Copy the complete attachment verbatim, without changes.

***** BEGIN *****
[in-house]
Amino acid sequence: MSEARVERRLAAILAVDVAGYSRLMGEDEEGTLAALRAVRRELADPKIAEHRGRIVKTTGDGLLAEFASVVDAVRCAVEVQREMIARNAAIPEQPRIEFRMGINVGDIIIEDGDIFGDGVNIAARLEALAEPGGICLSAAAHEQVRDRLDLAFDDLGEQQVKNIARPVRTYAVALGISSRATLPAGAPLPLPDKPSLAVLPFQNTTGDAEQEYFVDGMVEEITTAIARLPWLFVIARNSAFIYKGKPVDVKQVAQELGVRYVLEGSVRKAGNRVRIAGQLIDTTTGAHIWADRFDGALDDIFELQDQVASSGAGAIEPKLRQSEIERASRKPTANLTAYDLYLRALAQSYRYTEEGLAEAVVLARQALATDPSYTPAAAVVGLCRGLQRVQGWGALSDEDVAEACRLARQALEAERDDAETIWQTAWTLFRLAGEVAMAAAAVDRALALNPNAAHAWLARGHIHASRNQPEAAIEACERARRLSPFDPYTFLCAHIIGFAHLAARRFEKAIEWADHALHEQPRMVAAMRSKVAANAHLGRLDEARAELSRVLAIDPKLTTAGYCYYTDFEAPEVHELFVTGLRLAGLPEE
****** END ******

[in-house]
Amino acid sequence: MSEARVERRLAAILAVDVAGYSRLMGEDEEGTLAALRAVRRELADPKIAEHRGRIVKTTGDGLLAEFASVVDAVRCAVEVQREMIARNAAIPEQPRIEFRMGINVGDIIIEDGDIFGDGVNIAARLEALAEPGGICLSAAAHEQVRDRLDLAFDDLGEQQVKNIARPVRTYAVALGISSRATLPAGAPLPLPDKPSLAVLPFQNTTGDAEQEYFVDGMVEEITTAIARLPWLFVIARNSAFIYKGKPVDVKQVAQELGVRYVLEGSVRKAGNRVRIAGQLIDTTTGAHIWADRFDGALDDIFELQDQVASSGAGAIEPKLRQSEIERASRKPTANLTAYDLYLRALAQSYRYTEEGLAEAVVLARQALATDPSYTPAAAVVGLCRGLQRVQGWGALSDEDVAEACRLARQALEAERDDAETIWQTAWTLFRLAGEVAMAAAAVDRALALNPNAAHAWLARGHIHASRNQPEAAIEACERARRLSPFDPYTFLCAHIIGFAHLAARRFEKAIEWADHALHEQPRMVAAMRSKVAANAHLGRLDEARAELSRVLAIDPKLTTAGYCYYTDFEAPEVHELFVTGLRLAGLPEE